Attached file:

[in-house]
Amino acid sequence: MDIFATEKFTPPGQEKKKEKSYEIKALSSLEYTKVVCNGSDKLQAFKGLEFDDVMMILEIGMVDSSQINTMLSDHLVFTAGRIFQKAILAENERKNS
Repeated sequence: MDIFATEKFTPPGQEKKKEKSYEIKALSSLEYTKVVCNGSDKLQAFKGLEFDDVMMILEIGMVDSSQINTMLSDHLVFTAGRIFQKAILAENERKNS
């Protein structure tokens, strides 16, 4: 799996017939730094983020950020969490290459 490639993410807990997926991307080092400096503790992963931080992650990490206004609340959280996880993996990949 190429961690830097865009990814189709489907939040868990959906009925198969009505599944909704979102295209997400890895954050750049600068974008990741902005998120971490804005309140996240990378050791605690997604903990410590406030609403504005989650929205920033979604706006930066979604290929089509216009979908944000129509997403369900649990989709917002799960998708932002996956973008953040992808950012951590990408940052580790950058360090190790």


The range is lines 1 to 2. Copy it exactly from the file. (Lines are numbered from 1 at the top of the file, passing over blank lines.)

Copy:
[in-house]
Amino acid sequence: MDIFATEKFTPPGQEKKKEKSYEIKALSSLEYTKVVCNGSDKLQAFKGLEFDDVMMILEIGMVDSSQINTMLSDHLVFTAGRIFQKAILAENERKNS